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Why does the divorce process surprise many Texans?

Many Texas residents facing divorce don't really know what to expect, particularly if they don't have friends or family who have been through it. They've only seen divorces on TV or read about celebrity break-ups. Both of these tend to have more drama than the real thing.

On the other hand, sometimes divorce is portrayed as just signing some papers and going your separate ways. However, any divorce, no matter how amicable, involves a fair amount of paperwork. The state has to be involved. Even if you and your spouse don't go to court to resolve your issues, a judge still has to sign the final decree.

Another misconception is that property is divided equally, especially in community property states like Texas. Under the law in some community states, property is divided 50/50. However, in Texas, the standard is "equitable" or fair distribution. Of course, if a couple can work out their property division without putting the decision in the hands of a judge, that's often the best course.

Speaking of property, many people think that they can hide or destroy assets to keep their spouse from getting them. That is always a bad move, and one that could have legal as well as financial consequences. The judge could penalize you by giving the asset to your spouse. Further, if you have a contested divorce, both people have to turn over complete and accurate financial records.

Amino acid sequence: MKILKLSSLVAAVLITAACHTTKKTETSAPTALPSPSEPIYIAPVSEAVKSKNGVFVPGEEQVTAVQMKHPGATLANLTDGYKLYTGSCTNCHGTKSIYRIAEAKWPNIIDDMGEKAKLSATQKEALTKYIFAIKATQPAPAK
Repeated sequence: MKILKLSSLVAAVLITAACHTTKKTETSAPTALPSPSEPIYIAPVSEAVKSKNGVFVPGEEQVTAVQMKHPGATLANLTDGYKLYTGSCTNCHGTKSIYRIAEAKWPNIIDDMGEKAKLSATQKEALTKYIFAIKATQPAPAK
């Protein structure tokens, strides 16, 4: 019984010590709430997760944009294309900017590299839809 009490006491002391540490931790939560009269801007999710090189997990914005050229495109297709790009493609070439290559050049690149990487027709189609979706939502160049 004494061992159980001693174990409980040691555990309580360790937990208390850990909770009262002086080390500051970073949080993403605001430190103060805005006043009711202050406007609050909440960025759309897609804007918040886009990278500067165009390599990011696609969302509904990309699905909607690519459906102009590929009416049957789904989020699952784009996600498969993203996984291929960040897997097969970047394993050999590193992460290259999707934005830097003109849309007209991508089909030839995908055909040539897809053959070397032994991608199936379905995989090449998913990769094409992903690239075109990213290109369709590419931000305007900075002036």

While courts care if you've cheated with your financial data, they aren't much interested in whether one spouse cheated on the other. The fact that your husband or wife was unfaithful probably won't help you in your divorce settlement unless he or she gives you everything out of guilt. Texas allows no-fault divorce, which is becoming increasingly common around the country. Therefore, spouses don't have to show that their mates behaved badly.

One last truism of divorce that is becoming a thing of the past is that women are always awarded custody of the children. Today, if a judge makes the decision, under law, he or she is supposed to do it based on the "best interests of the child."

The divorce process can be a frightening and confusing journey. It's essential to have a compassionate, experienced family law attorney on your side and to reach out to friends, family, clergy, counselors and anyone else who can help you get through it.

Source: Huffington Post, "5 Divorce Myths to Legally Separate From (Even If You're Single)," Jessica Mason, Bustle, April. 10, 2015

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